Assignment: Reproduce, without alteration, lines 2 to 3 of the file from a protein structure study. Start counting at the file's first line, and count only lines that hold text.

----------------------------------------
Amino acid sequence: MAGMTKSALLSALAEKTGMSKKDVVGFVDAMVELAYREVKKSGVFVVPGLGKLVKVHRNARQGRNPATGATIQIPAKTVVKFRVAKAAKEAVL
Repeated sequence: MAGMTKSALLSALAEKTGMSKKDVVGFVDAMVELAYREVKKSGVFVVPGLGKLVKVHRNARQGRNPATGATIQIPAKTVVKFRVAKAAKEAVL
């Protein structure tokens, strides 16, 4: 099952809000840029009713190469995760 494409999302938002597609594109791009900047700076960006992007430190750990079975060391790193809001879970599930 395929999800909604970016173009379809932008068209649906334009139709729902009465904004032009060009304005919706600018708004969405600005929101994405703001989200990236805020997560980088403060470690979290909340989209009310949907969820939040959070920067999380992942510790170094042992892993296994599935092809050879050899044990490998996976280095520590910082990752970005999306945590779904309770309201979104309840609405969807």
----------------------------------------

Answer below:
Repeated sequence: MAGMTKSALLSALAEKTGMSKKDVVGFVDAMVELAYREVKKSGVFVVPGLGKLVKVHRNARQGRNPATGATIQIPAKTVVKFRVAKAAKEAVL
């Protein structure tokens, strides 16, 4: 099952809000840029009713190469995760 494409999302938002597609594109791009900047700076960006992007430190750990079975060391790193809001879970599930 395929999800909604970016173009379809932008068209649906334009139709729902009465904004032009060009304005919706600018708004969405600005929101994405703001989200990236805020997560980088403060470690979290909340989209009310949907969820939040959070920067999380992942510790170094042992892993296994599935092809050879050899044990490998996976280095520590910082990752970005999306945590779904309770309201979104309840609405969807």